Teaching beginners are the most important and challenging tasks. It is when they learn the most basic and building strong foundation for the intermediate and advance courses.
Praise right notes and correct rhythms.
Compliment the student on successful accomplishment of each goal, no matter how small.
An Opportunity to Make Decisions
Beginners need to be heard. This motivates them to work hard.
Beginners nearly always need more repetition than we teachers suppose. Rather than ask, “Do you understand this?” I ask my beginners: “On a scale of one to ten, where ten is water and one is mud, how clear is this?” We go over (and over) the concept or difficulty until the student announces he is at least at 8.5 or 9. Sometimes it is helpful also to inquire: “Do you know what you’re supposed to do even if your fingers won’t do it yet?” This helps the beginning pupil differentiate between understanding and proficiency, which are two different things.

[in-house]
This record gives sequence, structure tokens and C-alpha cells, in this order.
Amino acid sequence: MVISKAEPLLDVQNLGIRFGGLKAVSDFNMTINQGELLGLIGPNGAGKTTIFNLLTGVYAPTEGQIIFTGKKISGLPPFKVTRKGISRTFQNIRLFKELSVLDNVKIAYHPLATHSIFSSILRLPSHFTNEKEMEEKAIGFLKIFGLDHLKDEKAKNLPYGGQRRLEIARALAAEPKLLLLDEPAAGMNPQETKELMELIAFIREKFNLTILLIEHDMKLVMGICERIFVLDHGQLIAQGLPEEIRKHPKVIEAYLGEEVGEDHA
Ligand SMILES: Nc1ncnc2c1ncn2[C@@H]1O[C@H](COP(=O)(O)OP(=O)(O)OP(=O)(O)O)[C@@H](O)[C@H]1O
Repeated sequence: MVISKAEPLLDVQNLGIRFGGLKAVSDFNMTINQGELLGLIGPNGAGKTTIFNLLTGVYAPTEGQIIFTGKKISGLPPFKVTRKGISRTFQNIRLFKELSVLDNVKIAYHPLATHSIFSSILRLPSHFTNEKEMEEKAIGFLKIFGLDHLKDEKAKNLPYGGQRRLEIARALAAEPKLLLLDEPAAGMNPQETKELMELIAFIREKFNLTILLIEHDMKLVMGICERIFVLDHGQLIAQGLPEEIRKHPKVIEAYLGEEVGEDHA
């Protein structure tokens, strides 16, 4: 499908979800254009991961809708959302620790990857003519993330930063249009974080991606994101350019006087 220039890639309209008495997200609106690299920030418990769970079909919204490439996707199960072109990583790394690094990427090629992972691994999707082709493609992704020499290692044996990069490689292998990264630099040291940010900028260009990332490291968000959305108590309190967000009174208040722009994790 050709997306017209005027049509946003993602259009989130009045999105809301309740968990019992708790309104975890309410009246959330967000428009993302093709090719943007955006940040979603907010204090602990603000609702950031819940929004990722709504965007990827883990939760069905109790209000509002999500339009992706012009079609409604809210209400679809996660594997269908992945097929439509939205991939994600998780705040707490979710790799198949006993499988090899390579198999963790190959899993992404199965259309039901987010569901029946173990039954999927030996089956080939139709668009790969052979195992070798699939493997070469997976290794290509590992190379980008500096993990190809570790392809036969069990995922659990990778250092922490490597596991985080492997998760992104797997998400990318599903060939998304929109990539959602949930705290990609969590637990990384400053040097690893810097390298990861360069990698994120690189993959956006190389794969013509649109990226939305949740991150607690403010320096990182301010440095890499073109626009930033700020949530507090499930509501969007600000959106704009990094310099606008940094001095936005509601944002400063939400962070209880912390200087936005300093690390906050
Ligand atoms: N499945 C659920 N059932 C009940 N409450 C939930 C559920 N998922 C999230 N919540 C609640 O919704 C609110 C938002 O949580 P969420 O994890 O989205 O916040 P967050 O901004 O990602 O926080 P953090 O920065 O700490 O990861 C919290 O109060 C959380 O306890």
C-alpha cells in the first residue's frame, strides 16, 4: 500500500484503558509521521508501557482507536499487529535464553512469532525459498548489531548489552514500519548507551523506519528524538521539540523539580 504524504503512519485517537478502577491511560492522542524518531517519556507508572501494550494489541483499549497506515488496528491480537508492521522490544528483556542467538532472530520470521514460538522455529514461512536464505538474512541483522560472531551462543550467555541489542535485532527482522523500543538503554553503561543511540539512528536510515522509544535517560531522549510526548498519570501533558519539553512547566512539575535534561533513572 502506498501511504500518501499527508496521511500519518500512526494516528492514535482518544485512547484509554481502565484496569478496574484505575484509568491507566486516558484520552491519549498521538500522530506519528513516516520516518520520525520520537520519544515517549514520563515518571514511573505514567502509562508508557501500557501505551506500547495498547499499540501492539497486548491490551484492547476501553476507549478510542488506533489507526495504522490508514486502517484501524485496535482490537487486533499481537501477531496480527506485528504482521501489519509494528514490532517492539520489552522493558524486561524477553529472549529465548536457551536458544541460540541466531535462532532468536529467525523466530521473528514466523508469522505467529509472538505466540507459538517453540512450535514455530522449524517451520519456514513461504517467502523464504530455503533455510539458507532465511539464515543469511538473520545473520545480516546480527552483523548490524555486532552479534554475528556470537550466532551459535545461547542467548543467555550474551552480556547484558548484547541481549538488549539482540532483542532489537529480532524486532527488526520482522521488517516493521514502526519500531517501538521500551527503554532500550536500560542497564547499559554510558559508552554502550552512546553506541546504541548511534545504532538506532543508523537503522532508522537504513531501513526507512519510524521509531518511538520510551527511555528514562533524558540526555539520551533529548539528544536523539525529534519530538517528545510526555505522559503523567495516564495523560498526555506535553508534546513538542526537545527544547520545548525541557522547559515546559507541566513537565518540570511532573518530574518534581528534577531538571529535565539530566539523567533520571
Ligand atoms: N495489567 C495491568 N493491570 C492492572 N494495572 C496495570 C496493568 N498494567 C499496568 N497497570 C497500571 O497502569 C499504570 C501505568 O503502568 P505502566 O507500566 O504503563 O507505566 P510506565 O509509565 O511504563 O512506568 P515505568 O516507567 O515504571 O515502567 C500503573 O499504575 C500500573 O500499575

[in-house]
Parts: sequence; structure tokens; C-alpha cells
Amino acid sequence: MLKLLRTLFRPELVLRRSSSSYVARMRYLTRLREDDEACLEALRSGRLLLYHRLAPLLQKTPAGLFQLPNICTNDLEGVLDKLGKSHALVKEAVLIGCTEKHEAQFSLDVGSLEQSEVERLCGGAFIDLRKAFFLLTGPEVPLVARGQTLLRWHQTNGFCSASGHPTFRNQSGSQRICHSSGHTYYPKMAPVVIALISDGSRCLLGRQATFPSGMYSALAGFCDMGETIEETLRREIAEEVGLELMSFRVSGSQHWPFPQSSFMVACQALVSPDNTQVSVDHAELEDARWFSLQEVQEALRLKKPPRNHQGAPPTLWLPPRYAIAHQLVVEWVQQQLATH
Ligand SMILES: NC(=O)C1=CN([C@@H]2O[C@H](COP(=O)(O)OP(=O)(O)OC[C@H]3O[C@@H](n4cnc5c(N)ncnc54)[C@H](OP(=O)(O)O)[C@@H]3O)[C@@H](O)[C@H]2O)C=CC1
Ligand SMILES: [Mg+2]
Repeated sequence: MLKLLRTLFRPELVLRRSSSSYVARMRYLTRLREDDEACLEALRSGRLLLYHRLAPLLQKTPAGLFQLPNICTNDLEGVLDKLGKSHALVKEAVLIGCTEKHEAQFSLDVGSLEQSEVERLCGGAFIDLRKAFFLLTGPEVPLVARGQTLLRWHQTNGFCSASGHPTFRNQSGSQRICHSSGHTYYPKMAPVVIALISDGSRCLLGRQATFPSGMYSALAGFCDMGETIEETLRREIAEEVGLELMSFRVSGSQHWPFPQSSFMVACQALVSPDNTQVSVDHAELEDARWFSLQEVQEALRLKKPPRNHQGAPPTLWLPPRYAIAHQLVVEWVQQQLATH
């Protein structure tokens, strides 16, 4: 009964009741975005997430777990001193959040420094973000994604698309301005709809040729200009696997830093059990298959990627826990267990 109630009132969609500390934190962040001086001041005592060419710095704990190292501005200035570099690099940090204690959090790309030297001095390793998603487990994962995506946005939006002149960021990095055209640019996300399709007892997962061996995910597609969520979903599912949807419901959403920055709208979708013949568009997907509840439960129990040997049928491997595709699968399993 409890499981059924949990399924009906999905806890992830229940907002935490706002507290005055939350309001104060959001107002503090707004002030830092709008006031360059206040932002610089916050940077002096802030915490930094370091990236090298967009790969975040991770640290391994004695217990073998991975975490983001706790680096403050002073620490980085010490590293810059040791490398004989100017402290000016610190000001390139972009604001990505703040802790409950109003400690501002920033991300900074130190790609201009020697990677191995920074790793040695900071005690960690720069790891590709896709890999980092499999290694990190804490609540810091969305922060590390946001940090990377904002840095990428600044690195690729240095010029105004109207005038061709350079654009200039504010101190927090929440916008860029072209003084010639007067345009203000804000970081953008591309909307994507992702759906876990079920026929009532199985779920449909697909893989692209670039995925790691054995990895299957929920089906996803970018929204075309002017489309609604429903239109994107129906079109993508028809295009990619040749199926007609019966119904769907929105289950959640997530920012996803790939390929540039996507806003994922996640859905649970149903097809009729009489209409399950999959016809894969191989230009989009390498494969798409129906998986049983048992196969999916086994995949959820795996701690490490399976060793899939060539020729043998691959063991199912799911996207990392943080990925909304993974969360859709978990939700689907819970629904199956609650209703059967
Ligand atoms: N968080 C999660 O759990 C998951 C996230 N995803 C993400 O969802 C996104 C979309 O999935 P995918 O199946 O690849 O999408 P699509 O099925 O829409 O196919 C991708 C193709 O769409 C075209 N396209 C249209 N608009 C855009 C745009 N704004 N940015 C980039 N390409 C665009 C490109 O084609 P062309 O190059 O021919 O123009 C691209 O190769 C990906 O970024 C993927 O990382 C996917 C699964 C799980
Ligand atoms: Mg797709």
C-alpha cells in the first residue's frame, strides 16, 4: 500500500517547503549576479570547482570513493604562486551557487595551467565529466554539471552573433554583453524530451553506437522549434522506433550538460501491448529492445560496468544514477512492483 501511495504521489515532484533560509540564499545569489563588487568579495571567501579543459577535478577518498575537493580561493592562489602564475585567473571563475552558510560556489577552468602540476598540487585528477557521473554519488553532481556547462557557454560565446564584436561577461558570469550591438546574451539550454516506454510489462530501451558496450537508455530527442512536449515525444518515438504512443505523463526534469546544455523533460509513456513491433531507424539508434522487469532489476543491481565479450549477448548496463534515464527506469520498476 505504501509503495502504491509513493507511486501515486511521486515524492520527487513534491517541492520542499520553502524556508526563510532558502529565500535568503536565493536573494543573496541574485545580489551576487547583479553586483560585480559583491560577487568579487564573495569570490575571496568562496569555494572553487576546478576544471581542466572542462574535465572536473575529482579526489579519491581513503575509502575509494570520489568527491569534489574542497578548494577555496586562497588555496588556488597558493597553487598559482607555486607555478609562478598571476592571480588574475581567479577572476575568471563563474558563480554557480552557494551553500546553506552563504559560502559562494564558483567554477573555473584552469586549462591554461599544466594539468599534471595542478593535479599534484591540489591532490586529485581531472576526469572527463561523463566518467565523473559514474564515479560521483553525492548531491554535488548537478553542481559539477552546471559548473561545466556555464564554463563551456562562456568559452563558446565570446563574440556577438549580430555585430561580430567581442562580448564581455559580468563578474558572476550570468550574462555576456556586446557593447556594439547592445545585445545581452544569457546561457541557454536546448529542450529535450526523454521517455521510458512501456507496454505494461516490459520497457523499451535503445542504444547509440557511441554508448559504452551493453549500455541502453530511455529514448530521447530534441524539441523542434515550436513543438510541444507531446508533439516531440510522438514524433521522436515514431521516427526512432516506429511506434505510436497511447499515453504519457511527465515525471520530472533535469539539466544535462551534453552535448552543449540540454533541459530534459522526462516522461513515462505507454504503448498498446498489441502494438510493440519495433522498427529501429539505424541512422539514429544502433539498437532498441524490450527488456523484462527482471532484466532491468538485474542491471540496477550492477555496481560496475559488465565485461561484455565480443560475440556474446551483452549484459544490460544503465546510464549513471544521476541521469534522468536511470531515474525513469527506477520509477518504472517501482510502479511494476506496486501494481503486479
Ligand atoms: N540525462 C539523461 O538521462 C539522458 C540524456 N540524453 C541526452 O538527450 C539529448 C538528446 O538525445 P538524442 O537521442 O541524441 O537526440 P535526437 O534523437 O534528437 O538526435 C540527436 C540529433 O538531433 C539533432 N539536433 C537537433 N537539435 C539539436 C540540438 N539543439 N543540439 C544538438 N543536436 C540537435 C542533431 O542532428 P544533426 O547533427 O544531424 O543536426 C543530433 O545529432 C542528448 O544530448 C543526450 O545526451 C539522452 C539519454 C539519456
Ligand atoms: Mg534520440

Nearly all beginners need help in these two areas. Setting a practice time at home is one thing to suggest. Setting up the assignment in an orderly way is another. I will always put the same thing first (such as technique) and ask my student to follow the order as I write it; this helps him establish a routine.
Beginners need help in learning to practice at home. I will show them the way to pinpoint trouble spots and what to do with them. I will also show them how to integrate the newly-repaired section into the piece.
Beginners– need fun! Lots of giggles and smiles and anticipation of lessons.
If beginners think that playing the keyboard is a satisfying activity, they’ll keep at it and become intermediates.
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